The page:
Last week, a presentation by a group of junior bankers at Goldman Sachs went viral on social media, in which they complained about what they described as workplace abuse, including 100-hour weeks.

The DealBook newsletter’s inbox has been overflowing with reactions, notably from current, former and aspiring investment bankers. Here’s what some had to say — most requested anonymity to speak freely about their experiences — edited and condensed for clarity:

  • “My view is that if it’s not to your liking, quit and find another line of work. It won’t pay as well, but it’s also possible that you won’t learn as much. I am still reaping the benefits of what I learned.” — Anonymous in Sydney

  • “I had heard all about the long hours, but once I was in it, I found that I had underestimated. I threw in the towel and left banking, because no amount of money was worth the terrible lifestyle.” — Anonymous in New York

  • “I knew I was worked like a donkey but quid pro quo. I could leave, work fewer hours and make less money. But I wasn’t interested in that.” — Anonymous in London

  • “In our day, we may have complained to our friends or our family, but we knew that short-term pain was good for long-term gain. I now live a comfortable life enabled by my first years at Goldman Sachs.” — Anonymous in New York

  • “We would do the math on the compensation and realize that we were making less than minimum wage per hour. It wasn’t worth being tortured. My health still suffers from my years on Wall Street.” — Anonymous in New York

  • “The learning experience was incredible and career-wise it set me on the right track. In hindsight, it could have actually killed me, but I was too young to realize this.” — Anonymous in Dubai

  • “Yes, we were ‘abused’ and yelled at, but this was expected and how we learned. My message for these analysts is: If you can’t stand the heat, get out of the kitchen.” — Anonymous in New York

  • “There is no money that rewards the mental and physical harm that investment banking does to you. Of course, it’s a hell of an experience, Excel and PowerPoint-wise.” — Anonymous in São Paulo

  • “I spent many long nights in the office at the behest of associates and V.P.s, most of the time for no reason but ‘they might need me.’ Then I joined the military, where I had better work-life balance and more respectful leadership than I did in banking.” — Anonymous in New York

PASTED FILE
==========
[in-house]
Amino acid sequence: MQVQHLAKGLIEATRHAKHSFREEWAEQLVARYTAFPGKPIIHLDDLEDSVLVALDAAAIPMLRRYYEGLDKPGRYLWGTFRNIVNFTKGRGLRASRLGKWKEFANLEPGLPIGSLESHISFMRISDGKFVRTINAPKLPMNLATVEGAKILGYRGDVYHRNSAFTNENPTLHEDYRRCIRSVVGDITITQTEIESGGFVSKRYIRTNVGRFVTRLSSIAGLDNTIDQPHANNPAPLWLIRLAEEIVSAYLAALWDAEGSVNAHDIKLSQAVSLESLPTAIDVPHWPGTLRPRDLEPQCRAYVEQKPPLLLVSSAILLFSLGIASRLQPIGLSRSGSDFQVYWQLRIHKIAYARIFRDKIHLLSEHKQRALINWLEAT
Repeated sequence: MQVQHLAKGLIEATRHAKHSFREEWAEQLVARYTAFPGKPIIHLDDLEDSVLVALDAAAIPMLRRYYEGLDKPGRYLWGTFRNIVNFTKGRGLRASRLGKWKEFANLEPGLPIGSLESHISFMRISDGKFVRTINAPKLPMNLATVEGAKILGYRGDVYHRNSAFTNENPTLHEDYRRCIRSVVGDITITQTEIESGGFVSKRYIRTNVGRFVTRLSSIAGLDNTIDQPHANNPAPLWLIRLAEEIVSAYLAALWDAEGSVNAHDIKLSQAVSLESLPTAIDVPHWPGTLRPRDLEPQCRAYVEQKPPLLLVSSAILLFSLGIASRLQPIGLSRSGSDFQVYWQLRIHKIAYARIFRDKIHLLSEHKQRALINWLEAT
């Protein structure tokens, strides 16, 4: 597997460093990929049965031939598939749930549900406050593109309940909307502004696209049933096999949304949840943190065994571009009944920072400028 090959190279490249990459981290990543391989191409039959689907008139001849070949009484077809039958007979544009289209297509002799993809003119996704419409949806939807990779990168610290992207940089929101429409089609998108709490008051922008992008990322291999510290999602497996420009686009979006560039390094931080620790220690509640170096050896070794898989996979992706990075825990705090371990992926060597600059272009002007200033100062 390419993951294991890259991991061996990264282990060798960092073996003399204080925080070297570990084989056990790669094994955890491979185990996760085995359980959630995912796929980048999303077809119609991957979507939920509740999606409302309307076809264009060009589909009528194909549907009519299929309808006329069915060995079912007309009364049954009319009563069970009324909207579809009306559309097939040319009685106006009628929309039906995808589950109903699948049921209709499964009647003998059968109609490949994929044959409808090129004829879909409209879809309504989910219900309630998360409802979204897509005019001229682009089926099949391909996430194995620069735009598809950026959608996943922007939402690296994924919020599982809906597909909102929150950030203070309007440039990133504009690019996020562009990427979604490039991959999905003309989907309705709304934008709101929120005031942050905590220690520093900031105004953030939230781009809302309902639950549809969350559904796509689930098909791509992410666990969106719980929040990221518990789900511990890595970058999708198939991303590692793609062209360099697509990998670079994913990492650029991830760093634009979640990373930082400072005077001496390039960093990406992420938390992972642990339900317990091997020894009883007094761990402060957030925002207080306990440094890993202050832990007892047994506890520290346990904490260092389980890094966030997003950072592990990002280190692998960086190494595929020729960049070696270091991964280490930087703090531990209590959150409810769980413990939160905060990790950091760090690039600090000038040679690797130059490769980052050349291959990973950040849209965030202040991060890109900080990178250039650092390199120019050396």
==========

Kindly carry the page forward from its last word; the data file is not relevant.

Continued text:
• “I am an incoming Goldman Sachs intern. I knew about the work conditions before applying to the job. Anyone engaging in a career at a top investment bank knows about it, or else they applied for the wrong reasons.” — Anonymous in Europe

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It’s My Idea. She’s Taking Credit.

She may very well be thrilled by her behavior. She may not even realize she’s doing it. You could just let this go because you actually have ideas and a sense of humor. That’s why this bothers you — you want credit for who you are and how you think. I understand. But at some point, your magpie colleague will have to figure out who she is and how to express original ideas, or she will back herself into a corner of her own making. You can only hide behind the words of others for so long.

I am a bide-my-time kind of person, which isn’t necessarily the best way to deal with this sort of thing. You have to decide how much of this behavior you can tolerate. It may be petty to correct your co-worker, but at some point, something’s gotta give! Pull her aside, privately, to voice your concerns. Frame it as: “You have a tendency to repeat my ideas and jokes. I am flattered, but would prefer you not do this.” Or you could gently ask her why she does this maddening thing. If all else fails, the next time this happens, simply ask, “Girl, what are you doing?”

Recently, the director of my department left. A co-worker and I both applied for the job. I got it, and now my co-worker radiates animosity toward me. We are complete opposites, so some of my decisions have irked her. I’ve mostly been able to deal with her anger, but I’ve also assumed she wasn’t angry at me but at the situation. However, her attitude is starting to affect the entire team.

Other employees feel silenced by her, and in trying to help them feel safe and that their voices are being heard, I’m aggravating her even more. Yet she acts like everything is normal. What do I do here? Her attitude is negatively affecting everyone. We’re also hiring new people, and I do not want new employees coming into this environment. I don’t have any kind of disciplinary power, nor am I sure that is the right decision.

— Anonymous, South Carolina